When I graduated from college, I wasn’t that into the idea of freelancing — mostly because I had no idea of how to get started and navigate pitching, and I didn’t really think that I had enough professional experience for people to take me seriously. Part of me also felt, in some stupid way, that it was a compromise to the entire career trajectory I had imagined for myself. I was good enough to join a real publication, damn it. I struggled through the summer trying to find an entry-level position and a hiring manager that realized my potential, and resented that a freelance culture was keeping me from starting my career in media.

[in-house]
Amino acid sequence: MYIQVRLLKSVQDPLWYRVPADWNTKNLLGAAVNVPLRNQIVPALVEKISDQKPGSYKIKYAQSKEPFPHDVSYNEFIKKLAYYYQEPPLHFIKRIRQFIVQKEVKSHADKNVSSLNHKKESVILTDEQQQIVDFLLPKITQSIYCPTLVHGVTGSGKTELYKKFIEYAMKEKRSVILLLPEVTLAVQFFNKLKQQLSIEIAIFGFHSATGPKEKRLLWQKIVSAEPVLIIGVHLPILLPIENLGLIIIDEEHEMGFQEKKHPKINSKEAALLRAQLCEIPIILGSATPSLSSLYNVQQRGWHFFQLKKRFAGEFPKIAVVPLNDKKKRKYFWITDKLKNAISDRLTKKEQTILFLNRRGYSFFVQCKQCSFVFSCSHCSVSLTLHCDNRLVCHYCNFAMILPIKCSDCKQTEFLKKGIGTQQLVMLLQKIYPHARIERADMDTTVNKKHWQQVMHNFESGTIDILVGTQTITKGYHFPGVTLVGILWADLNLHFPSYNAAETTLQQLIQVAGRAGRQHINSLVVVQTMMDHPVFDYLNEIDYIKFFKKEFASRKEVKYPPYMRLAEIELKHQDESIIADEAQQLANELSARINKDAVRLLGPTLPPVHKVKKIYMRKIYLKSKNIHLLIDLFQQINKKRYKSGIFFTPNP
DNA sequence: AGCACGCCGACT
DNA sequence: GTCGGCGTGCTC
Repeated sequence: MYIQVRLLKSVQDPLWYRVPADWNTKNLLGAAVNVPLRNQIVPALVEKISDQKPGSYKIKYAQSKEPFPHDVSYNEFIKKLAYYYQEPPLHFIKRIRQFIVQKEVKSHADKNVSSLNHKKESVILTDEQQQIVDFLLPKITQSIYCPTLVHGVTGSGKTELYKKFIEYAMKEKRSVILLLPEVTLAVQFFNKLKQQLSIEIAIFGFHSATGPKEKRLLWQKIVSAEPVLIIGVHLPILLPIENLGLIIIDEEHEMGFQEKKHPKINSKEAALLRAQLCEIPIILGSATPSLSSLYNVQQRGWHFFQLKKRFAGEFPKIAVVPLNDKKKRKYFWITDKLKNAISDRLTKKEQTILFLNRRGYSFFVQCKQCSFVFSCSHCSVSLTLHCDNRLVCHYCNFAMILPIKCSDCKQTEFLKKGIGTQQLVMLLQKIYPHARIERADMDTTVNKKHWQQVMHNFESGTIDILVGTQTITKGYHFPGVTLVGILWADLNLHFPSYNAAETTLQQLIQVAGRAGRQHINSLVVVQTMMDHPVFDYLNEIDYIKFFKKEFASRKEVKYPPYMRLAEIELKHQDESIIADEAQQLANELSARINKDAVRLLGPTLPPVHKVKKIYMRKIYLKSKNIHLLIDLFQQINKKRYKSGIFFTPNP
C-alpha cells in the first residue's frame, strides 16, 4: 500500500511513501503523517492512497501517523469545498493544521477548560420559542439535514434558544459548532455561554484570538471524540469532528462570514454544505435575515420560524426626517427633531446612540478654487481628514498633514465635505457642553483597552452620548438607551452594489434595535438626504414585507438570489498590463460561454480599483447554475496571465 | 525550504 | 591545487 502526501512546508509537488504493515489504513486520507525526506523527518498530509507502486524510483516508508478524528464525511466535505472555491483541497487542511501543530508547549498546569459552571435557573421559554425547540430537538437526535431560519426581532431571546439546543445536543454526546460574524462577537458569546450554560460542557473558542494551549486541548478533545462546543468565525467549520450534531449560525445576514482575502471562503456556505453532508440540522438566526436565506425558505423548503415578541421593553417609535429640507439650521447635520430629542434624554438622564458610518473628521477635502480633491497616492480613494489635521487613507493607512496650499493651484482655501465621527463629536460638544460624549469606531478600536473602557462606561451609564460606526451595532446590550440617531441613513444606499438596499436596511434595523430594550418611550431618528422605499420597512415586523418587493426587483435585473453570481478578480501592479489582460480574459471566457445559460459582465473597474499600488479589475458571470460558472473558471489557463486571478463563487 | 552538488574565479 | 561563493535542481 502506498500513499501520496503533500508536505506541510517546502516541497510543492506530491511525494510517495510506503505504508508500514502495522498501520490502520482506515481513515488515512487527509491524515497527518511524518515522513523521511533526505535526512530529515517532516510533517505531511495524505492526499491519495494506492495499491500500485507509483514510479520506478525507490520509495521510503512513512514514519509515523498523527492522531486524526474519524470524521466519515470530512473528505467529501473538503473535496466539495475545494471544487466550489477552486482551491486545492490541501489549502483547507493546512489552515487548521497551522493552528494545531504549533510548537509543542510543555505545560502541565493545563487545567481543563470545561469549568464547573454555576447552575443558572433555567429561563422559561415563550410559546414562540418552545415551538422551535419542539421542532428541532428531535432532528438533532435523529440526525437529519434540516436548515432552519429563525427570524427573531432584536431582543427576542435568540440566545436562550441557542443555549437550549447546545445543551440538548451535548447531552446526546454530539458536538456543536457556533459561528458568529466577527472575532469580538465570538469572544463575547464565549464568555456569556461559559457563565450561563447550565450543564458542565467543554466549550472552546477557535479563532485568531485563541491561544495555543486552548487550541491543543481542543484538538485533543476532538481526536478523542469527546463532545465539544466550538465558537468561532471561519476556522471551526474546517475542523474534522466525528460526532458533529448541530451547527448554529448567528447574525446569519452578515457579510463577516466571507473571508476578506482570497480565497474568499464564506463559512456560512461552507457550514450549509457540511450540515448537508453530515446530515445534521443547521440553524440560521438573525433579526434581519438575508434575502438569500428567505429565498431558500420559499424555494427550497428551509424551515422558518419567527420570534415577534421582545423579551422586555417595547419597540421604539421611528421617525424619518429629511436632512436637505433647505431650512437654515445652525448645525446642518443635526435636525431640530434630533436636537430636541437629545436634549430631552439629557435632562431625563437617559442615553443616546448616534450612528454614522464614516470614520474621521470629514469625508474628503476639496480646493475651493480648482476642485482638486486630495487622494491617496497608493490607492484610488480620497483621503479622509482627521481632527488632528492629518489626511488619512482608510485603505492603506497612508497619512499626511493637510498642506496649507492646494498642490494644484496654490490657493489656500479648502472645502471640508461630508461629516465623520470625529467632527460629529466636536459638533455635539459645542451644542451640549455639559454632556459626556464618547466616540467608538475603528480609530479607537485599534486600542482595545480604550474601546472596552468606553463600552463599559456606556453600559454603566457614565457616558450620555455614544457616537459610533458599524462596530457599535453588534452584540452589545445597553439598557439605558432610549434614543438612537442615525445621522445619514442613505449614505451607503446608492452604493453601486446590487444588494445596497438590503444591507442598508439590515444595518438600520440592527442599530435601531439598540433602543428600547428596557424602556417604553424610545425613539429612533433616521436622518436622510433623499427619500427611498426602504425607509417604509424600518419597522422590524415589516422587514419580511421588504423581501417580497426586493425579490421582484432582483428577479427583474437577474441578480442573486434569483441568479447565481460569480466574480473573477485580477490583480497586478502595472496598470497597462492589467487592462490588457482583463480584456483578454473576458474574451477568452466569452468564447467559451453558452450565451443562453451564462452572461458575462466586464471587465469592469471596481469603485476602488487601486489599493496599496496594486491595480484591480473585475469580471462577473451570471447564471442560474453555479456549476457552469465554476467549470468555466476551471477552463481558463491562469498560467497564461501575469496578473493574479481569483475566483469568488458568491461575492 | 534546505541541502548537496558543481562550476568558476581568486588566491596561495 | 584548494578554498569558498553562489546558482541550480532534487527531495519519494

The universe, in its wonderful way, snapped me back out of that really dumb viewpoint. While I was still in school, I had built a professional network of people that thought about me when they needed writing work done. My former boss offered a profile for an alumni magazine, and another colleague offered a short profile for a newsletter. My former coworker offered me a writing gig at her media company. My senior-year scholarship donor recommended me to write two profiles and start a technical writing gig at the university he works at. I realized that freelancing wasn’t a hindrance to my career, but an opportunity to make myself a more marketable writer and editor. It’s also a great way to make more professional contacts and open up avenues to even more opportunities. Plus, having different sets of eyes on my work helps me learn how to work with different kinds of editors. And I like that I always have some kind of work to complete, and that I get to do something I don’t do in my day job. So far, I’ve had a really good experience as a freelancer and I hope to keep it going.